Gene Krupa Rape

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Gene Krupa and Buddy Rich: a critical focus on two iconic swing drummers The Drum kit in Jazz has gone through an evolution from simply timekeeping to becoming a solo instrument and an equal member of the band. It was in the Swing era that the popularity of the drummer exploded for the first time. There were two men of this era and beyond who have reached the status as iconic Swing Drummers. Gene Krupa and Buddy Rich have achieved this with their amazing musicality, technical ability and showmanship. Highlighted will be four core aspects of this critical analysis. Firstly, their backgrounds and formative years will be looked at. Secondly, their first bands and beyond will be identified. Then there role in the world of drumming will be analysed.…show more content…
Krupa’s was first introduced to music at age of eleven while he was working for Brown Music Company as an errand boy. Krupa’s mother wanted him to become a priest of the Catholic Church, however, Gene knew music was what he wanted to do (Griffith, 2009). Krupa was drawn to the drums because they were the cheapest item in the shop. Whilst growing up in Chicago Krupa was drawn to Jazz and Krupa was attracted to the drumming of Tubby Hall, Zutty Singleton and Warren “Baby” Dodds (Larkin, 2006). It was around his teens Krupa received tuition from teachers Al Silverman, Ed Straight and Roy Knapp (Dempsey, 2002). Bernard Rich, better known as Buddy Rich was born in Brooklyn, New York on the 30th September 1917 (Larkin, 2006). Unlike Krupa who got into drumming at age eleven, Rich started drumming when he was eighteen months old he was named “Traps the Drum Wonder” and was part of his parents Vaudeville act (The Official Buddy Rich). Rich was the second highest paid child star in the world (Drummerworld). At the age of four he was a tap dancer on Broadway and at age six he was touring USA and Australia before leading his first band at the age eleven (Larkin,…show more content…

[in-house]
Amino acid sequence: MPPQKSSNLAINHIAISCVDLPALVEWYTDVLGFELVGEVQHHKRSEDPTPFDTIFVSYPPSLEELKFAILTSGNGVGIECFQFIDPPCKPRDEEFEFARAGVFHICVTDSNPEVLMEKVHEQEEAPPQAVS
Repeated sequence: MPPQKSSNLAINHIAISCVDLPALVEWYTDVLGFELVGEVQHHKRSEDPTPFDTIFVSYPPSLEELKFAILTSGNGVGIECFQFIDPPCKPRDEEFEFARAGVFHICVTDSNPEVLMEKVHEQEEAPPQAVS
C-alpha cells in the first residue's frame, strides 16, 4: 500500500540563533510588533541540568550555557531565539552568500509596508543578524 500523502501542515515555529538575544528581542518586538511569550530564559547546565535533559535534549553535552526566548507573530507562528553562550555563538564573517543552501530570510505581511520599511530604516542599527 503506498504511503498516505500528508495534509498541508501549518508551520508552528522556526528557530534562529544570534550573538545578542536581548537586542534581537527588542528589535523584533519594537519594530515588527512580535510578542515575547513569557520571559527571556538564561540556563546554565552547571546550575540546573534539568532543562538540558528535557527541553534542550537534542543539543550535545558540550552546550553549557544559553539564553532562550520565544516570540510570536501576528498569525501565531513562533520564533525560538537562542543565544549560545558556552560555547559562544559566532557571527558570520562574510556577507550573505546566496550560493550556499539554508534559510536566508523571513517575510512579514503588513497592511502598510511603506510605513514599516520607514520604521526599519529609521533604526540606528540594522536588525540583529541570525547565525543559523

Krupa and Rich were not just drummers of the swing era, but were both iconic drummers beyond the big band style. They moved with the changing times of the 1940’s by adapting to bebop in different ways; Krupa’s drumming never really adapted to bebop, but his big band was one of the first to use bebop material as part of the bands repertoire. His use of arrangements by Gerry Mulligan and Eddie Finckel, as well as showcasing future bebop musicians Buddy DeFranco and Urbie Green is a case in point (Klauber, 1990). However, Rich’s drumming adapted to bebop, with Rich even performing with bebop players Charlie Parker, Dizzy Gillespie and Thelonious Monk. Rich in his later years even took on rock music elements into his big bands repertoire in addition to his own drumming (Hosiasson, 2002). Krupa allowed Roy Eldridge to be a part of his trumpet section, thus making him the first black musician to be a member of a white band, rather than just as an additional attraction (Klauber, 1990). It was Krupa’s drumming and film star good looks in the Goodman band that contributed to the success of that band and when he formed his first big band (Larkin, 2006). Krupa’s influence has not just been in jazz but has reached other genres too; Peter Criss original drummer for rock band KISS said “he was my idol. I got to talk to him and he really liked me. He gave me

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